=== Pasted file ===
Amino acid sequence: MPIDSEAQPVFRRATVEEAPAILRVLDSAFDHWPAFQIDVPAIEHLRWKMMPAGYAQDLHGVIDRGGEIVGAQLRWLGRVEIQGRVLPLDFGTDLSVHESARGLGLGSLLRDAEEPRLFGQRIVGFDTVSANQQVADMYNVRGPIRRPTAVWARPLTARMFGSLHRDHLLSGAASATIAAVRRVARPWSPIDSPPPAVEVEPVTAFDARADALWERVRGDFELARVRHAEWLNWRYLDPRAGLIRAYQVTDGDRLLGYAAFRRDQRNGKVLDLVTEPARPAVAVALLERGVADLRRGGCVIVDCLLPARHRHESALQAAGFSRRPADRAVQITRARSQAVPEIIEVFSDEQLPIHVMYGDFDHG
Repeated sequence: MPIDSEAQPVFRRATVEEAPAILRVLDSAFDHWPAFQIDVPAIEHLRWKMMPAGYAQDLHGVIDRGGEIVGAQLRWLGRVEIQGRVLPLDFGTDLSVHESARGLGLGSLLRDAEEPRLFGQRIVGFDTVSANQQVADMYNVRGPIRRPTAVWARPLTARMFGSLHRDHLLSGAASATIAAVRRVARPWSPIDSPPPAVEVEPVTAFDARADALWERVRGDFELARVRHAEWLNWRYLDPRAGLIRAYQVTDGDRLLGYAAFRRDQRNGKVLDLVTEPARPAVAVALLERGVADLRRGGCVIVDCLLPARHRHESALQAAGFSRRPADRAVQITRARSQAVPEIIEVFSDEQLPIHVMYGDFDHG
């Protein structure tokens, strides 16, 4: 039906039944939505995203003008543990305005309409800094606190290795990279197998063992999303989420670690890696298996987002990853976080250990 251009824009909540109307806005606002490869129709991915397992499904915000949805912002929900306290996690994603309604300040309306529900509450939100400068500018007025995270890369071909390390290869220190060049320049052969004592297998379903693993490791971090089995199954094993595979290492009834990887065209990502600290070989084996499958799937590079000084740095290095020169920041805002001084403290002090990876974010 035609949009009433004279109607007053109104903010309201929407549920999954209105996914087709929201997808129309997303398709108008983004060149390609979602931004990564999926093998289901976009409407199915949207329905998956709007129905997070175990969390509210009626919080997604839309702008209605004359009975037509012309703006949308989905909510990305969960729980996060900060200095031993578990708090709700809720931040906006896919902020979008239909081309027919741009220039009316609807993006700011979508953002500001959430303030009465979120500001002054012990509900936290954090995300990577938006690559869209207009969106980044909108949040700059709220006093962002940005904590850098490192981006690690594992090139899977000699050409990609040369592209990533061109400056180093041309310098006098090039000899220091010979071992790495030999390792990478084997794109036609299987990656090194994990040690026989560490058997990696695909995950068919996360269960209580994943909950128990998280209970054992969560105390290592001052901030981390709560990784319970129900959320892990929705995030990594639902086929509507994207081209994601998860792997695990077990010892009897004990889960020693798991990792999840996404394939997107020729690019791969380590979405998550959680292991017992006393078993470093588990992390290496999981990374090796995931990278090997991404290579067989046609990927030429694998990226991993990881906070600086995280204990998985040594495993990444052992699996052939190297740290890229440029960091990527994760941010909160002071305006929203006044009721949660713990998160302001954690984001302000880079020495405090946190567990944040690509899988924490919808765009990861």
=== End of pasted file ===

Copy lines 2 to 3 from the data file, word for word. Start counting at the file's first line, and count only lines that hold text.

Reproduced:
Repeated sequence: MPIDSEAQPVFRRATVEEAPAILRVLDSAFDHWPAFQIDVPAIEHLRWKMMPAGYAQDLHGVIDRGGEIVGAQLRWLGRVEIQGRVLPLDFGTDLSVHESARGLGLGSLLRDAEEPRLFGQRIVGFDTVSANQQVADMYNVRGPIRRPTAVWARPLTARMFGSLHRDHLLSGAASATIAAVRRVARPWSPIDSPPPAVEVEPVTAFDARADALWERVRGDFELARVRHAEWLNWRYLDPRAGLIRAYQVTDGDRLLGYAAFRRDQRNGKVLDLVTEPARPAVAVALLERGVADLRRGGCVIVDCLLPARHRHESALQAAGFSRRPADRAVQITRARSQAVPEIIEVFSDEQLPIHVMYGDFDHG
């Protein structure tokens, strides 16, 4: 039906039944939505995203003008543990305005309409800094606190290795990279197998063992999303989420670690890696298996987002990853976080250990 251009824009909540109307806005606002490869129709991915397992499904915000949805912002929900306290996690994603309604300040309306529900509450939100400068500018007025995270890369071909390390290869220190060049320049052969004592297998379903693993490791971090089995199954094993595979290492009834990887065209990502600290070989084996499958799937590079000084740095290095020169920041805002001084403290002090990876974010 035609949009009433004279109607007053109104903010309201929407549920999954209105996914087709929201997808129309997303398709108008983004060149390609979602931004990564999926093998289901976009409407199915949207329905998956709007129905997070175990969390509210009626919080997604839309702008209605004359009975037509012309703006949308989905909510990305969960729980996060900060200095031993578990708090709700809720931040906006896919902020979008239909081309027919741009220039009316609807993006700011979508953002500001959430303030009465979120500001002054012990509900936290954090995300990577938006690559869209207009969106980044909108949040700059709220006093962002940005904590850098490192981006690690594992090139899977000699050409990609040369592209990533061109400056180093041309310098006098090039000899220091010979071992790495030999390792990478084997794109036609299987990656090194994990040690026989560490058997990696695909995950068919996360269960209580994943909950128990998280209970054992969560105390290592001052901030981390709560990784319970129900959320892990929705995030990594639902086929509507994207081209994601998860792997695990077990010892009897004990889960020693798991990792999840996404394939997107020729690019791969380590979405998550959680292991017992006393078993470093588990992390290496999981990374090796995931990278090997991404290579067989046609990927030429694998990226991993990881906070600086995280204990998985040594495993990444052992699996052939190297740290890229440029960091990527994760941010909160002071305006929203006044009721949660713990998160302001954690984001302000880079020495405090946190567990944040690509899988924490919808765009990861």